Portrait of James Madison

James Madison on the “sagacious and monied few” who are able to “harvest” the benefits of government regulations (1787)

Found in: The Federalist (Gideon ed.)

In Federalist Paper no. 62, James Madison (1751-1836) observes that every piece of government legislation opens up opportunities for profit by a “sagacious and monied few” to take advantage of their less well-informed fellow citizens:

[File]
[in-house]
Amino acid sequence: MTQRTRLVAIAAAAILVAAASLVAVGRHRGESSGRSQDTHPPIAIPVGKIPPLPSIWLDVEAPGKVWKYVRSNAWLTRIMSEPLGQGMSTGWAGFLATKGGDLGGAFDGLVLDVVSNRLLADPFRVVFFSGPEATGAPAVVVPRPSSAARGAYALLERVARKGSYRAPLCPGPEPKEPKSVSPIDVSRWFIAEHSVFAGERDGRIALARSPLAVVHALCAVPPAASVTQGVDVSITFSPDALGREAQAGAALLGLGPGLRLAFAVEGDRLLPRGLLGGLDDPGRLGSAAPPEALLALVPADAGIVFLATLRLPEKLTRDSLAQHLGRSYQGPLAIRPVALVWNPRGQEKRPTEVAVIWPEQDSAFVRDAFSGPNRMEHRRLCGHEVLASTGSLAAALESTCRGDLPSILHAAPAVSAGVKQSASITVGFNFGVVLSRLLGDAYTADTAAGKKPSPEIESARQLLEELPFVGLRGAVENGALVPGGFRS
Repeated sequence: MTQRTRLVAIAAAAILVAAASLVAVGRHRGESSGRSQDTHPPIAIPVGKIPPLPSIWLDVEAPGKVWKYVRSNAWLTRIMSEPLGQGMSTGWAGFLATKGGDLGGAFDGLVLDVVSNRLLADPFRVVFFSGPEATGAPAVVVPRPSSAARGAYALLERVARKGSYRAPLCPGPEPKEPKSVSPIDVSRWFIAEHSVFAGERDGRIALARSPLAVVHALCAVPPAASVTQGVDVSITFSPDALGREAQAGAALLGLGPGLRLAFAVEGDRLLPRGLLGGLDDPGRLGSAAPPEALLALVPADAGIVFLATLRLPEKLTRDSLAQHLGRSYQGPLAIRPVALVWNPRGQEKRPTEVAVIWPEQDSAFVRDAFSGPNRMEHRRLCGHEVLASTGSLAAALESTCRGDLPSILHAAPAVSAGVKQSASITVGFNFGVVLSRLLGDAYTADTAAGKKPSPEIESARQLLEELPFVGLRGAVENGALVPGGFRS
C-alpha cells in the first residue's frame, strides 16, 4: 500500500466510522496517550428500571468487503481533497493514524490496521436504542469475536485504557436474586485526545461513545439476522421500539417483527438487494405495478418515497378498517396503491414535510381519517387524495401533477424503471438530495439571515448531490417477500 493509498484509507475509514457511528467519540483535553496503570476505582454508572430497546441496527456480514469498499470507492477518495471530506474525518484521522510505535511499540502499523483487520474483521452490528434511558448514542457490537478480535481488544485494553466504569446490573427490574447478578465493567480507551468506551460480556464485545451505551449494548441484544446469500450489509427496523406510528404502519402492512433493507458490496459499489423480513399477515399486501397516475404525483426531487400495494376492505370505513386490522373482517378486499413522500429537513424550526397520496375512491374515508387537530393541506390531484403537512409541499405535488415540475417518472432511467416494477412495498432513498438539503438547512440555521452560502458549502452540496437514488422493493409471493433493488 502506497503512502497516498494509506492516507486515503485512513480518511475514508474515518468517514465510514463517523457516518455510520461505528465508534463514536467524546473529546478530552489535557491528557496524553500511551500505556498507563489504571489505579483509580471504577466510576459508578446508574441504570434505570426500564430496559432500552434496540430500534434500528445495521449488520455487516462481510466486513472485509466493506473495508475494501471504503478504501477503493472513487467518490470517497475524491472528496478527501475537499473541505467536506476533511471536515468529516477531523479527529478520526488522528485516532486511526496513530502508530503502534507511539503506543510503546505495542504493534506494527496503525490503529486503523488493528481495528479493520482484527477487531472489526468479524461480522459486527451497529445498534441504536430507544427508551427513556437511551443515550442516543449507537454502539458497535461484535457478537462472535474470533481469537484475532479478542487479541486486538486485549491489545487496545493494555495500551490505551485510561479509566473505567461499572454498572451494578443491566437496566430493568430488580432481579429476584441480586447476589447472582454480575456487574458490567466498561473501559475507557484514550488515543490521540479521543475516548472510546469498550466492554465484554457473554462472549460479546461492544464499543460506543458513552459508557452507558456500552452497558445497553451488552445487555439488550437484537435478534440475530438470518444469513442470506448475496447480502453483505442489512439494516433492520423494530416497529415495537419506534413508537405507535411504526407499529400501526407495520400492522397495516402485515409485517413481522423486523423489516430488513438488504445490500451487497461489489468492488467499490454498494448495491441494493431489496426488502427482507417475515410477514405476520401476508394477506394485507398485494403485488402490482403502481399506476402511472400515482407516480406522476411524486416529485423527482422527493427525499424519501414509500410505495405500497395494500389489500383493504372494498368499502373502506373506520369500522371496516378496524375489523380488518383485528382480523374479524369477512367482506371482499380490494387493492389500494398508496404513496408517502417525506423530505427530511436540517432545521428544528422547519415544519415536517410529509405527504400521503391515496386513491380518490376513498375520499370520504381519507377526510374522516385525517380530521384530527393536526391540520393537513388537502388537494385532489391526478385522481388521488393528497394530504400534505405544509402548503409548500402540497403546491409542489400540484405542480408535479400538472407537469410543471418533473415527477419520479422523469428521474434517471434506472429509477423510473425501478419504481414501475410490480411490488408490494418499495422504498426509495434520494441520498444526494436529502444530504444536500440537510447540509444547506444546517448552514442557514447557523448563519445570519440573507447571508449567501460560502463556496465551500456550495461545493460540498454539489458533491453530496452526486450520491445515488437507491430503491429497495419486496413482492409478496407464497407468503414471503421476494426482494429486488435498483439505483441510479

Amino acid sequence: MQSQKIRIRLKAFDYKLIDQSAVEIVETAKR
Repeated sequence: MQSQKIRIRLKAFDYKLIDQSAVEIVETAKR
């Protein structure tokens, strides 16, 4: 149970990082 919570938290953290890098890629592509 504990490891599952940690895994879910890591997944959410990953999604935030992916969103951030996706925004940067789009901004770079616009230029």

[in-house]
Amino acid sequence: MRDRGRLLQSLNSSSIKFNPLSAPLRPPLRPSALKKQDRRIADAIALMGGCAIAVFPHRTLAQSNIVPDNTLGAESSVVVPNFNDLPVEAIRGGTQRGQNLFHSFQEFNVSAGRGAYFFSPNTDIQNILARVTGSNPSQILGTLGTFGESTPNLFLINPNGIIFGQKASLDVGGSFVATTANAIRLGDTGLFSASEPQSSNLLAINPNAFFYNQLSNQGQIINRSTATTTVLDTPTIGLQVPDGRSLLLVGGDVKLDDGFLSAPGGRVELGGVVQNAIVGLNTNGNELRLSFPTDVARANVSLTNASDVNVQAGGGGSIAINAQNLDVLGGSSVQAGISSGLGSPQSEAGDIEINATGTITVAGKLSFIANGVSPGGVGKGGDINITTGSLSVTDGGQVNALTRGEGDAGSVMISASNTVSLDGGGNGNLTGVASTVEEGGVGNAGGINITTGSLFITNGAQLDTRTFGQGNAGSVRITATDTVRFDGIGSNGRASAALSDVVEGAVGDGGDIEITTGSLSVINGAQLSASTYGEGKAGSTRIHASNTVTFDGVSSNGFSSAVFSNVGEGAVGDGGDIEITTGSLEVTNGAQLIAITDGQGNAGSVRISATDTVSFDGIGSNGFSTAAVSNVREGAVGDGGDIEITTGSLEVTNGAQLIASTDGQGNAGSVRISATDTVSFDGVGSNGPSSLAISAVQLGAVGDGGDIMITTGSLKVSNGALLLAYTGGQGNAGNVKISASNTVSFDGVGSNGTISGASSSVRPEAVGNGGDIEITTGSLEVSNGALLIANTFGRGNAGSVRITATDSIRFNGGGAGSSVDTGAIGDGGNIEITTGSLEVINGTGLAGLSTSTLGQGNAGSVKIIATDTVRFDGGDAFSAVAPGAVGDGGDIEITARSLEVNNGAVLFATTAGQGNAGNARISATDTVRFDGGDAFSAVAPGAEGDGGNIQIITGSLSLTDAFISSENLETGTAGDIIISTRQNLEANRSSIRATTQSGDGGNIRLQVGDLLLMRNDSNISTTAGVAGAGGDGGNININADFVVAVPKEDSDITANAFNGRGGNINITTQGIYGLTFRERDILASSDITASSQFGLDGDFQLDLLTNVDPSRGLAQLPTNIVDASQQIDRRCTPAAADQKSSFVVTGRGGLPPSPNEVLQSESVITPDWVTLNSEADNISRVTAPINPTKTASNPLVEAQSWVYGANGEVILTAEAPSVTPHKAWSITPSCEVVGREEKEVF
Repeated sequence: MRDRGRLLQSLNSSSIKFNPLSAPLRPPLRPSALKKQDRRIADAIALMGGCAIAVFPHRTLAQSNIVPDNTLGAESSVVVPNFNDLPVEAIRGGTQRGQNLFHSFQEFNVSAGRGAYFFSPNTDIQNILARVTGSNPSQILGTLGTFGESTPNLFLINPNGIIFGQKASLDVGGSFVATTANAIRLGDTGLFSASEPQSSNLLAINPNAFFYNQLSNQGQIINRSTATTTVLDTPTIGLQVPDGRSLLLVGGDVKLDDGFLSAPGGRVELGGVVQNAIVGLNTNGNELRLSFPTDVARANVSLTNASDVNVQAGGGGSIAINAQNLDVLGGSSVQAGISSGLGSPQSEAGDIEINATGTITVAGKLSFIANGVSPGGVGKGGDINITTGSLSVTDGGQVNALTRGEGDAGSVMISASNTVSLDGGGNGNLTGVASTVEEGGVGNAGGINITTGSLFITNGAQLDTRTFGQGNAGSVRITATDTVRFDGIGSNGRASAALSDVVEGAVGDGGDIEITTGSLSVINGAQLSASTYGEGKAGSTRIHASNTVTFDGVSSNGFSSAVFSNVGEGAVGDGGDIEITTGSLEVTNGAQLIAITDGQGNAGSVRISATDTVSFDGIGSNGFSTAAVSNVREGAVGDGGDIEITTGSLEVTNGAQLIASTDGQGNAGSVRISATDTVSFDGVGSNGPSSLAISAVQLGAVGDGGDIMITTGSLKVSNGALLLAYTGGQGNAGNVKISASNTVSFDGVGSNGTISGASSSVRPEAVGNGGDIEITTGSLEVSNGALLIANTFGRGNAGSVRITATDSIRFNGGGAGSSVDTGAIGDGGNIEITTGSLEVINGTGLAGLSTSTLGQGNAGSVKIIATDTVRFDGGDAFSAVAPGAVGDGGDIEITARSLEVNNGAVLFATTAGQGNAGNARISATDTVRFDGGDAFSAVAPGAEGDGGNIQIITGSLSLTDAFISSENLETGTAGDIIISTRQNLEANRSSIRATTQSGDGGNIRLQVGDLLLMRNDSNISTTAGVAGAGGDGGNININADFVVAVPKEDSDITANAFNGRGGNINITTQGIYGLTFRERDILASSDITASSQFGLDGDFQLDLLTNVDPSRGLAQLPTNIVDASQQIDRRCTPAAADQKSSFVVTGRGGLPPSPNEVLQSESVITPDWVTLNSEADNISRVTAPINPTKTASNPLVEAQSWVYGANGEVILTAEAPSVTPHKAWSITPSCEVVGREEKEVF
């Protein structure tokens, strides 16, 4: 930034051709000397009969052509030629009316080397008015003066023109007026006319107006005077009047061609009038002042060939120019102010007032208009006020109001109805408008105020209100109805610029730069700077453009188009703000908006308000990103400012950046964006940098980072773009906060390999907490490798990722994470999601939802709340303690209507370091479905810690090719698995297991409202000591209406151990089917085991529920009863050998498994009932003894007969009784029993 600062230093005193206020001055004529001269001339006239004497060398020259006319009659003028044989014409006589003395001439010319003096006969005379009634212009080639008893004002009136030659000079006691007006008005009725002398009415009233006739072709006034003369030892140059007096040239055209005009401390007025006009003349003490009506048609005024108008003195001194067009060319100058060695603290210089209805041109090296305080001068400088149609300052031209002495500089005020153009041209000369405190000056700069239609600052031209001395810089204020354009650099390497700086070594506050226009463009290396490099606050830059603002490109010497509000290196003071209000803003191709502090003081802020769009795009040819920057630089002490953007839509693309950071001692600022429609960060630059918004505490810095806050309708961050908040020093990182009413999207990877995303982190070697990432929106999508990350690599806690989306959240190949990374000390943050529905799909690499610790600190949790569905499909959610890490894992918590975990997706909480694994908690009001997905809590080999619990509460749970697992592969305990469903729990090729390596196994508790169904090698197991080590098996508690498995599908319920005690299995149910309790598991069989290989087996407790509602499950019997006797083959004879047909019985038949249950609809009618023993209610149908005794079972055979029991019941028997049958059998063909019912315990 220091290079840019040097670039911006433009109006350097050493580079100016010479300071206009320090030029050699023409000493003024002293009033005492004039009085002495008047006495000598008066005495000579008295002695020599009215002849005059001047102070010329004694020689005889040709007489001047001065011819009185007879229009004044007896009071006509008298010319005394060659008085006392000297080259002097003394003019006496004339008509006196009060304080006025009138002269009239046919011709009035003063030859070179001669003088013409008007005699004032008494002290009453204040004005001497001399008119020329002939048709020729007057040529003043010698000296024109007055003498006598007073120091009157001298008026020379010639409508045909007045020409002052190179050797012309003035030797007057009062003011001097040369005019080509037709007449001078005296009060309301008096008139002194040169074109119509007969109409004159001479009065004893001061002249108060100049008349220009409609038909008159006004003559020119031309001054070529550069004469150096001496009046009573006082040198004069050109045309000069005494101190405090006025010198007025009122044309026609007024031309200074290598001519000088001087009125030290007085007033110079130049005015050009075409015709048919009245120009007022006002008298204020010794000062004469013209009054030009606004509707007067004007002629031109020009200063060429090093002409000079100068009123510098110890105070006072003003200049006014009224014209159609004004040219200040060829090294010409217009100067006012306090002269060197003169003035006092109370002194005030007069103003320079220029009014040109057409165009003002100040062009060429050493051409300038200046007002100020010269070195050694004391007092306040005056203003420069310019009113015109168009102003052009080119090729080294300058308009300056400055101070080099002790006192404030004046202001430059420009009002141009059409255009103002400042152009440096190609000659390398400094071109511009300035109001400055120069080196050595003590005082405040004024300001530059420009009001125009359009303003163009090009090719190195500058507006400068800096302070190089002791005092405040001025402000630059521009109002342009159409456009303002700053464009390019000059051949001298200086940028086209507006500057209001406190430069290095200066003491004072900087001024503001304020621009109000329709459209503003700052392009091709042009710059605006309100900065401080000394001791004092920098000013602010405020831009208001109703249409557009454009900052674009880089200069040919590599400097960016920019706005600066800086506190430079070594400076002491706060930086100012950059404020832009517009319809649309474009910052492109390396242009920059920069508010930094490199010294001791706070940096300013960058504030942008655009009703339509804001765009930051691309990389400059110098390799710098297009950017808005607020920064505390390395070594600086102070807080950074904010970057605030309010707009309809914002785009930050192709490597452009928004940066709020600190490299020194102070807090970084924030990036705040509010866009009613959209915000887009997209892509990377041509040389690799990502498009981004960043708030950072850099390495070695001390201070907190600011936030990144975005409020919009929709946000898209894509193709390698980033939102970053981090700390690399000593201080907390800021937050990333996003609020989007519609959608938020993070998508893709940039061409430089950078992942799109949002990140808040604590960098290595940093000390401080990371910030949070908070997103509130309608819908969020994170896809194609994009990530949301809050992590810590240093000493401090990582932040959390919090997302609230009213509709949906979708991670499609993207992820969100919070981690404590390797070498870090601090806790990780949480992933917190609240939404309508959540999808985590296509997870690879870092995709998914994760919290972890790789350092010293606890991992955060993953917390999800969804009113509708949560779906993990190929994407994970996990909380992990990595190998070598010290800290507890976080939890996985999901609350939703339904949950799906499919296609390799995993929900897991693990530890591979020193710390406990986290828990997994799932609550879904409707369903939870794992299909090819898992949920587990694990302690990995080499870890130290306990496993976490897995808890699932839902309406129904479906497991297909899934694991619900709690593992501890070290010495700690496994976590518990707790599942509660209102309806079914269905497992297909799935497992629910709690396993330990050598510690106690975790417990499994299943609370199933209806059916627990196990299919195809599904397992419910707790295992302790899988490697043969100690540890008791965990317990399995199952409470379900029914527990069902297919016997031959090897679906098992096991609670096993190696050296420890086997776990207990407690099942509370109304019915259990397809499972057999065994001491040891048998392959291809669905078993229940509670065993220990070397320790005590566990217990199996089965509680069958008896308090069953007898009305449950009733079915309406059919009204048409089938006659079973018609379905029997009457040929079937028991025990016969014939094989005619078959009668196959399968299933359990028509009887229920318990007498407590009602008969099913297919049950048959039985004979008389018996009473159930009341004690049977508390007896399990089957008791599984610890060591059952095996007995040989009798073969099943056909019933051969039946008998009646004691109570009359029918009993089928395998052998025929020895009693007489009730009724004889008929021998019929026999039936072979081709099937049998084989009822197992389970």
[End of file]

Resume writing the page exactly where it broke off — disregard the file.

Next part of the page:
Another effect of public instability, is the unreasonable advantage it gives to the sagacious, the enterprising, and the monied few, over the industrious and uninformed mass of the people. Every new regulation concerning commerce or revenue, or in any manner affecting the value of the different species of property, presents a new harvest to those who watch the change, and can trace its consequences; a harvest, reared not by themselves, but by the toils and cares of the great body of their fellow citizens. This is a state of things in which it may be said, with some truth, that laws are made for the few, not for the many.